Midnight Special (2016)

Midnight Special (2016) Poster.jpg

Dir: Jeff Nicholls

Starr: Michael Shannon, Joel Edgerton, Kirsten Dunst, Adam Driver, Jaeden Lieberher

Viewed: Cineworld Fountainpark, Edinburgh (Screen 13)

NOTE: This review contains unavoidable spoiler material. I wold strongly advise going to see the film first. As much as I was left a little disappointed by Nicholls’ work here, it is still a film worthy of a visit to the cinema.

Jeff Nicholls’ latest film Midnight Special is an atmospherically rendered piece of cinematic hokum. It’s great strength and fatal weakness are one and the same thing. This is a film about belief that veils itself in mystery as a means of assuming the form of religious processes of faith. Nicholls’ thrusts the viewer straight into a disorienting quest for meaning which maintains a keen tension in the film long after Jaeden Lieberher’s Alton has revealed himself possessed of a bizarre array of ‘gifts’. However, this tension comes at the detriment of any meaningful engagement with significant parts of the film’s narrative. So much of Midnight Special remains vague, sketched out rather than thoroughly detailed. This viewer was left frequently wanting to know more about parts of the narrative that drift off into obscurity almost as soon as they have been introduced. Sam Shepard’s Calvin Meyer, a seemingly charismatic religious sect leader, of the type that Texas produces more than its fair share of, is a genuinely fascinating figure. Yet after his religious compound, entitled ‘The Ranch’, is busted by the FBI, Meyer is forgotten by this film. Likewise, Joel Edgerton’s Lucas, seems to have no real sense of back story aside from the fact of his being a former State Trooper. I found myself constantly wanting to know more about this character’s motivations, and the extent of his history with Shannon’s Roy. The character of Roy, Alton’s real father, is also hazily fleshed out. We get to know he was taken as a teenager to ‘The Ranch’. His relationship with Kirsten Dunst’s Sarah appears to have been a loving one. But what has suddenly woken Roy to the need for his son to be taken out of the clutches of Meyer and his quasi-religon? Nicholls’ seems to be suggesting it is merely an approaching date with destiny and the innate belief that his son will reveal something remarkable upon this date. Even Adam Driver’s nerdish NSA analyst feels less like a plausible human being than a convenient accelerator to a narrative that looks set to stall at any given moment. What do we genuinely learn about any of these characters, and why did Alton have to ascend to this other temporal dimension at the film’s close? No knowledge is forthcoming and few, if any, answers are given. As viewers we observe the faith that Roy, Lucas and Sarah have in Alton, and we bear witness to their belief that Alton is indicative of something beyond the human. The film’s narrative mechanisms are geared toward making us believe in something that we have no clear idea of. In this way it is very much a formal exercise in faith creation, which seems like a particularly American concern.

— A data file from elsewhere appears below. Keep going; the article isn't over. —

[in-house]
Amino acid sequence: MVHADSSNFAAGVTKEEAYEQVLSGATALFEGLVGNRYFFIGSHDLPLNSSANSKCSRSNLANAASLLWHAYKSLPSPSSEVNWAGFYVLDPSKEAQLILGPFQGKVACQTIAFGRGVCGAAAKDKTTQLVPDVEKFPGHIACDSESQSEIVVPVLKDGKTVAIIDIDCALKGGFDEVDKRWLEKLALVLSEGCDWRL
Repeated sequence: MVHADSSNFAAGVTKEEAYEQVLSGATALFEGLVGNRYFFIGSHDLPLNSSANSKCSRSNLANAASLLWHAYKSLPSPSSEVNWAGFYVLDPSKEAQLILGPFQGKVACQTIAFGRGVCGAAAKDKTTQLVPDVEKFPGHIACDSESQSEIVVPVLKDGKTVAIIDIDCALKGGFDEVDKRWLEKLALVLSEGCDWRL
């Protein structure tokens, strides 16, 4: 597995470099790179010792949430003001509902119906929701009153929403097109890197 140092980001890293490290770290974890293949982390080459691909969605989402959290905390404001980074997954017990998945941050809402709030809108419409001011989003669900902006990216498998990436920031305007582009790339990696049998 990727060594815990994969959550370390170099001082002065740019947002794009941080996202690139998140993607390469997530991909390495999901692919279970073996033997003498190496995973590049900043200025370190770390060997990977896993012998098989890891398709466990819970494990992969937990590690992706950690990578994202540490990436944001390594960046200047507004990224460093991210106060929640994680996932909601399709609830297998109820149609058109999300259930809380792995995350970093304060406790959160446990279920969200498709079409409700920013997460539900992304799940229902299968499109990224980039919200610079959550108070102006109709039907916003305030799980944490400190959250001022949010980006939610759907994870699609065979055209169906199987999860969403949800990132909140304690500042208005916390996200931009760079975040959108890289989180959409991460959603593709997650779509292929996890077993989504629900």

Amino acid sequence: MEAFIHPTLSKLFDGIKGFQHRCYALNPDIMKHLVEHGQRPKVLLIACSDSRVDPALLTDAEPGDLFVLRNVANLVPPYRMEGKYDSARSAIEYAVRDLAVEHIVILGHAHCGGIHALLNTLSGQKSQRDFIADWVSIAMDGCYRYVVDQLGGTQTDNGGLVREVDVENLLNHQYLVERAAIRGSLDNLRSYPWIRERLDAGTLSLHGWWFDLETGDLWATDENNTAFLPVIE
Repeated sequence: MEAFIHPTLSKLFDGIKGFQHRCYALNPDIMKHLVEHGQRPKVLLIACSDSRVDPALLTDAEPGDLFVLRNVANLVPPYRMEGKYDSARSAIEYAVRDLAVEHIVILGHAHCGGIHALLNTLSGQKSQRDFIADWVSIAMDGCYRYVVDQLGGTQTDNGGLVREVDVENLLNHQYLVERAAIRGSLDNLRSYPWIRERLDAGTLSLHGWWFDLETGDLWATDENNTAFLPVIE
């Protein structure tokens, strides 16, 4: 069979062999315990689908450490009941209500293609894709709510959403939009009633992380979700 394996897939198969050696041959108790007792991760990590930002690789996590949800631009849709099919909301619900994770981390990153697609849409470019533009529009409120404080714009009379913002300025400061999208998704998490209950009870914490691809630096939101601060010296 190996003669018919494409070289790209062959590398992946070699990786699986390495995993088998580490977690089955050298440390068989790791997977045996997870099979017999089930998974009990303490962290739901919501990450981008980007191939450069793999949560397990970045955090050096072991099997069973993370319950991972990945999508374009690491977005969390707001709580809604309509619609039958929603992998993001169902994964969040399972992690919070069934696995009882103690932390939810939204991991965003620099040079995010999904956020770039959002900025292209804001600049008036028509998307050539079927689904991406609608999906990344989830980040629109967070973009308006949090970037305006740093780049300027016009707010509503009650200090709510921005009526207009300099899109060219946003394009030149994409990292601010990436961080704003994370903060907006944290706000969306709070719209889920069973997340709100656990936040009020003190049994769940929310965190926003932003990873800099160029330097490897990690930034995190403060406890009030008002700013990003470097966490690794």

The propulsive quality of the film’s opening drive into darkness is Nicholl’s trump card. As Roy and Lucas set off with Alton in their muscle car – straight out of Two-Lane Blacktop (1971) – the audience are drawn into the darkness. The wonderful aerial and tracking shots that establish the narrowly defined illumination of a torch or a car’s headlights within an otherwise black void, then give way to a moment in which Lucas dons his night vision googles and everything plunges into the indefinable. Throughout the film Nicholls’ balances darkness against light, the darkness being at first all-consuming and obscuring, penetrated only by pockets of light. Things happen in the darkness, but those things are all the more questionable as we cannot fully apprehend what they are. As the film progresses, Alton’s seeming photo-sensitivity gives way; the light is in fact a restorative energy for the child. The final sections of the film actually play out in dazzling, sun-kissed daylight, with the world upon our world that Alton has posited, coming to be revealed as a fleeting actuality, a reality overarching our own and operating in the interstices between what is an what is not.

Midnight Special - They are Coming
Jaeden Liberher was unnervingly otherworldly as the goggle-wearing Alton